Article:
Rev. Dr. Martin Luther King Jr. was a Baptist minister and one of the most influential social activist during the Civil Rights Movement. King was responsible for organizing the Montgomery Bus Boycotts along with the March on Washington. King's peaceful protest philosophy along with his "I Have A Dream" speech helped to spark an era of social change and progress in America.
Martin Luther King Jr. was born in Atlanta, Georgia in 1929 into a Baptist family. At 35, he was the youngest recipient of the Nobel Peace Prize when he received the honor in 1964; he donated all of the prize money to the civil rights movement to which he dedicated, and ultimately gave, his life. King went to a segregated public school before he went on to attend Morehouse College where he earned a bachelor’s degree in 1948. Next, he studied theology at the Crozer Theological Seminary in Pennsylvania and later completed doctoral studies at Boston University. It was in Boston that he met and married Coretta Scott; they went on to have four children.
In 1954, King followed in his father’s footsteps and was appointed as the Pastor of the Dexter Avenue Baptist Church in Montgomery, Alabama. He had already started to gain prominence within the civil rights movement and was on the Executive Committee of the National Association for the Advancement of Colored People.
King became known as a leader of the US civil rights movement and in 1955, he led a non-violent demonstration in the form of a bus boycott in Montgomery. In the same year, a similar incident involved a black woman refusing to give up her seat on a bus – her name was of course, Rosa Parks. In 1957 King was appointed as the President of the Southern Christian Leadership Conference (SCLC), which he led in opposition to segregation policies in Albany, Georgia and organized peaceful protests in Birmingham, Alabama. King was one of the organizers of the March on Washington where he gave his iconic ‘I Have a Dream’ speech. King’s methods were based upon those of Mahatma Gandhi, who employed non-violent civil disobedience in his fight for India’s independence from Britain.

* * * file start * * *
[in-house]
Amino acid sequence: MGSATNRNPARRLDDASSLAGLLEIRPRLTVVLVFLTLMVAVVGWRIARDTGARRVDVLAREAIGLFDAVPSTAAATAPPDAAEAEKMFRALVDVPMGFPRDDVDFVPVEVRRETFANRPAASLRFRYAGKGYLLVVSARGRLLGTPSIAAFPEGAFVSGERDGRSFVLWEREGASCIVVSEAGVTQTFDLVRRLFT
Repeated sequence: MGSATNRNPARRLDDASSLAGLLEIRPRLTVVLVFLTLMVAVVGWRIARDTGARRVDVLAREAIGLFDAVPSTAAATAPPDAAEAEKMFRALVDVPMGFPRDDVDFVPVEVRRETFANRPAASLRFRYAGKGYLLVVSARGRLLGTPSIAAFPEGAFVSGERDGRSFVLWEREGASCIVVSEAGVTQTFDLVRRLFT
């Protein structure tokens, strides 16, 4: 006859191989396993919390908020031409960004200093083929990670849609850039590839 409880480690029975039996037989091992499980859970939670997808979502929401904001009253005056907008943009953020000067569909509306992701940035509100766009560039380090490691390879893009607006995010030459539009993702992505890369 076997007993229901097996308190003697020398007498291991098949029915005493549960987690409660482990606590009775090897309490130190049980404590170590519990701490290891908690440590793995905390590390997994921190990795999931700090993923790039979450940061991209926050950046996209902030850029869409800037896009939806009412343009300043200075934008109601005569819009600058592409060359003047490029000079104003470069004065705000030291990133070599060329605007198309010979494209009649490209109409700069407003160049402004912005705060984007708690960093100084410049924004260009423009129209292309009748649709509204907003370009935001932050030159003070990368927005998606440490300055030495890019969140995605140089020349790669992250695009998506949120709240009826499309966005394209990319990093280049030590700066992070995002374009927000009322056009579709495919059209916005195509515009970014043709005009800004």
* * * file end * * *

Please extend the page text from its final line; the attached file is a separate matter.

The year after he won the Nobel Peace Prize, King co-organized the Selma to Montgomery marches, protesting segregationist repression and supporting the right of African American citizens to vote following the introduction of discriminatory regulations which resulted in the disenfranchisement of millions of African Americans. In addition to his civil rights activism, King was publicly opposed to the US war in Vietnam.
While his passionate and fierce opposition to social injustice drew admiration and praise, it also made him many enemies and King was arrested 30 times simply for organizing and participating in non-violent protests against racial segregation and discrimination. His letter written from Birmingham Jail in 1963 eloquently set out his reasons for breaking the law, stating that ‘injustice anywhere is a threat to justice everywhere’.
On April 4, 1968, King was murdered in Memphis, Tennessee as he stood on a hotel balcony. He was shot by James Earl Ray and died later in hospital at the age of 39. Following his assassination, riots broke out across the USA and April 7th was declared a national day of mourning. James Earl Ray confessed to the killing and was sentenced to 99 years in prison. He later retracted his confession and King’s death has drawn much attention from conspiracy theorists.
Shortly after King’s assassination, the US Congress passed the Civil Rights Act 1968. The legislation served as a testament to King’s work and his life’s struggle to achieve equality for all citizens. Martin Luther King Day is celebrated as a US public holiday and recognized globally on the third Monday of every January.
“Every man must decide whether he will walk in the light of creative altruism or in the darkness of destructive selfishness.”
“Love is the only force capable of transforming an enemy into a friend.”
“Our lives begin to end the day we become silent about things that matter.”